What is the true cost of Encore, XS and Surrender operating in a hotel where mature guests are trying to sleep? If Paradise Park fulfills the same role as Encore Beach Club, why keep both? If the economics work, why wouldn't Wynn move Encore Beach Club to Paradise Park?

 RateVegas replied on Thursday, 22nd September 2016

You need to look at how much it makes, not how much it cost to build.

Plus, there's no evidence to suggest that it's presence is scaring away anyone they actually care about. Given the Wynn brand there's an endless amount of lowish to medium rollers willing to spend $150-$250 a night for a room at Wynn joint. Those people aren't going to run off to someplace else because some rooms have some extra noise at night and even if they do complain, they get a comp to the buffet and worst case scenario is they write about it on TripAdvisor.

The people that Wynn really cares about that care about noise are all in the WLV tower or at Encore and either high enough up or on the other side. Keep in mind - a bunch of the club kids have $$ and stay at Encore - and they are at the party until it ends and then sleep all day. So not an issue unless you're a normal unlucky enough to be in the wrong spot who doesn't know or isn't willing to complain, though when you check in there now, they often ask about it.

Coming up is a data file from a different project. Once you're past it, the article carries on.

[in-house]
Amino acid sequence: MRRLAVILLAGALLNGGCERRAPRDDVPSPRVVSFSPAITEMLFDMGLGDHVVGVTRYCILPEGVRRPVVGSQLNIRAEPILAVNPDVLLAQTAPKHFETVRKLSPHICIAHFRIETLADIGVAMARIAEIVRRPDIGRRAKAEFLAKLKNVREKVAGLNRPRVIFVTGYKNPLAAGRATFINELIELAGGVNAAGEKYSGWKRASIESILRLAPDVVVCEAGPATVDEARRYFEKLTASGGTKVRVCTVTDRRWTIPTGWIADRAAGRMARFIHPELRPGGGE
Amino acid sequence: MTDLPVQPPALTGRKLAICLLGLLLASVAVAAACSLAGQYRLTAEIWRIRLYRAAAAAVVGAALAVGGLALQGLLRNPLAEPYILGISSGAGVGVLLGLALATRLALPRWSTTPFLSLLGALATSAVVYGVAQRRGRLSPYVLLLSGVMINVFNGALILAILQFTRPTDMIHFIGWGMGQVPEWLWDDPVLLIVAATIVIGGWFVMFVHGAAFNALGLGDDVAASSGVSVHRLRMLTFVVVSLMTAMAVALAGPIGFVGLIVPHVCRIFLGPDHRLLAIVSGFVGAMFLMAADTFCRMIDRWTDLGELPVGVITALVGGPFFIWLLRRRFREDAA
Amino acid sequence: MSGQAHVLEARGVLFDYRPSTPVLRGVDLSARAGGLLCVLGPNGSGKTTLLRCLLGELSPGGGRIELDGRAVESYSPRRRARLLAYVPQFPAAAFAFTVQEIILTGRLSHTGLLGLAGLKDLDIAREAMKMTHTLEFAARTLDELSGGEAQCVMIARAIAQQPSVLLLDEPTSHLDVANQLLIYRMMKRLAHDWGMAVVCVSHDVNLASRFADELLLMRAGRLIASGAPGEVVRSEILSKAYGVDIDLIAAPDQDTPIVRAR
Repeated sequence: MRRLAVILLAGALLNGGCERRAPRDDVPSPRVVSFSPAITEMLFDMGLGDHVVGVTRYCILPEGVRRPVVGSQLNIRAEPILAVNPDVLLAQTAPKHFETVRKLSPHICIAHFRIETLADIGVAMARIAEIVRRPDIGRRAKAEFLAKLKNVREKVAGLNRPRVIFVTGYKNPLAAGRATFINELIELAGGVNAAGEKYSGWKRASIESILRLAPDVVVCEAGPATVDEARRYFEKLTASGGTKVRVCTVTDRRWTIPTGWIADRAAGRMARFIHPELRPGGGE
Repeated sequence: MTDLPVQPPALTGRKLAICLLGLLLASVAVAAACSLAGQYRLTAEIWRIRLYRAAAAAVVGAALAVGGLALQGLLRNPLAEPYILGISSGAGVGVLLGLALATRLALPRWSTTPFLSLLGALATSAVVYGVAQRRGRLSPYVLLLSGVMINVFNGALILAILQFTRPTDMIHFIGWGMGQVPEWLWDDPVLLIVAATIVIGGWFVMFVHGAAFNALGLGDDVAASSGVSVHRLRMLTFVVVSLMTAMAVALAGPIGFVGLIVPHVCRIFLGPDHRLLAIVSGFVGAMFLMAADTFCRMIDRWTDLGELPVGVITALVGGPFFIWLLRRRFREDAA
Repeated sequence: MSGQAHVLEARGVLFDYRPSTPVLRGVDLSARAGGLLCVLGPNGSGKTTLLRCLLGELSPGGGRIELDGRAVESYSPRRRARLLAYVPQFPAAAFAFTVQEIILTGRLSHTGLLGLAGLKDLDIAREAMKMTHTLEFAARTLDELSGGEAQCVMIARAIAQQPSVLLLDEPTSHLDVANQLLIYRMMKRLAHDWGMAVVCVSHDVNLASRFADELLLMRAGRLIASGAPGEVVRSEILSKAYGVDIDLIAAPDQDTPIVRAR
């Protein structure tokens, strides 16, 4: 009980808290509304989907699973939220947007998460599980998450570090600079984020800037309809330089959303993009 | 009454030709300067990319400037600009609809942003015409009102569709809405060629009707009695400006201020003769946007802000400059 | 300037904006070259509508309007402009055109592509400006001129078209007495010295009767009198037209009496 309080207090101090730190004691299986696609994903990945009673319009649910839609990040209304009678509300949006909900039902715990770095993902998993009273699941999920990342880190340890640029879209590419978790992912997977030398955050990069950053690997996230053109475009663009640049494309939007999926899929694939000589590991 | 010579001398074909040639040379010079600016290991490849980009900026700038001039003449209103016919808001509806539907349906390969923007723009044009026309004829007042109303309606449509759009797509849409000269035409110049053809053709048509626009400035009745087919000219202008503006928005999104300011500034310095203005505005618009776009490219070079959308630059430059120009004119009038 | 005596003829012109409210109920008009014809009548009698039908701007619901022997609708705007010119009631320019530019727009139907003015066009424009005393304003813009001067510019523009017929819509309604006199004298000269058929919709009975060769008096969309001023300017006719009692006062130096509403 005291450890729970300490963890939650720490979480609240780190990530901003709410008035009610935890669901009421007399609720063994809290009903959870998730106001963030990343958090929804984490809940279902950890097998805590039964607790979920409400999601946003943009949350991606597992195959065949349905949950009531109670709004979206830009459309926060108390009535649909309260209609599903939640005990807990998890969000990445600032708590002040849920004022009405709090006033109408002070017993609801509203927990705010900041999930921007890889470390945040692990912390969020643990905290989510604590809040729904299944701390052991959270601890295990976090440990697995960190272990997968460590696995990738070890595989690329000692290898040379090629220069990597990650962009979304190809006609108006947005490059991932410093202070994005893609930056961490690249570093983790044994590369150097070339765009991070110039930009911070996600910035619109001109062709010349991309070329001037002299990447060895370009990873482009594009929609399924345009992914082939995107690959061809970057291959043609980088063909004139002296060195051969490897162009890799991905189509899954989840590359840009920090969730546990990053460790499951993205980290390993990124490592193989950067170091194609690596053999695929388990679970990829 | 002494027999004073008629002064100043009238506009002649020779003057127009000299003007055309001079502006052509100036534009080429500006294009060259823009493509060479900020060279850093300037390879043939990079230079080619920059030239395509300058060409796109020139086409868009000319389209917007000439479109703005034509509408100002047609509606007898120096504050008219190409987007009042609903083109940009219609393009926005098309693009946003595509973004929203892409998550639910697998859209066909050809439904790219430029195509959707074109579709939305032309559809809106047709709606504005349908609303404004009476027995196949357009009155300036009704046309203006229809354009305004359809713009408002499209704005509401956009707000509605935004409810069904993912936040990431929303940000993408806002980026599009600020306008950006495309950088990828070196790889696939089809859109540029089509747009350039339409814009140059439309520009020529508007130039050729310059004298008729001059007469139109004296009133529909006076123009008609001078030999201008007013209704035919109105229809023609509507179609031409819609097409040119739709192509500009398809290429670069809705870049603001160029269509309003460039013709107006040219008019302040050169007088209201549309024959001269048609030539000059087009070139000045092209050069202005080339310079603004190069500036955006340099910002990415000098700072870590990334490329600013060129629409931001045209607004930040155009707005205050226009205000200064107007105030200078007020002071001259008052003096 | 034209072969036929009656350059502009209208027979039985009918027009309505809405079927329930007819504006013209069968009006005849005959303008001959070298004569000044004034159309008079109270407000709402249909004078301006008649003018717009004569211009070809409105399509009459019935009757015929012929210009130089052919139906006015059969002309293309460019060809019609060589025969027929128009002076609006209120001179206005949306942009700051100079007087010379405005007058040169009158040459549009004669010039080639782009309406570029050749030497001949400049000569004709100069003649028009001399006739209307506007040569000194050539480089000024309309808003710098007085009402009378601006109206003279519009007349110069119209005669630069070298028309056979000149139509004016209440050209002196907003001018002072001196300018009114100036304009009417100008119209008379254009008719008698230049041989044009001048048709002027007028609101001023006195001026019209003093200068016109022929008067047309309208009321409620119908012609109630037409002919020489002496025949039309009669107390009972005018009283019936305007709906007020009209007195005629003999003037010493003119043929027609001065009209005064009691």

Tell an institutional investor in Wynn Resorts that you want to give up over a hundred million in revenue a year because the windows rattle and your stock will be sunk faster than you can say 'Cramer sucks'.

Wynn wants to build more sources of income from the folks that have clearly demonstrated willingness to pay, not take them away. They will create more of these income streams - build on to what they have, not remove them.

 jucifers replied on Saturday, 24th September 2016

"Wynn wants to build more sources of income from the folks that have clearly demonstrated willingness to pay, not take them away. They will create more of these income streams - build on to what they have, not remove them."

Completely agree with you about this. I never suggested that Wynn remove these revenue streams. On the contrary, I am suggesting that Wynn can dramatically increase these revenue streams from the party crowd by building bigger and better versions of Encore Beach Club/Surrender and XS at Paradise Park.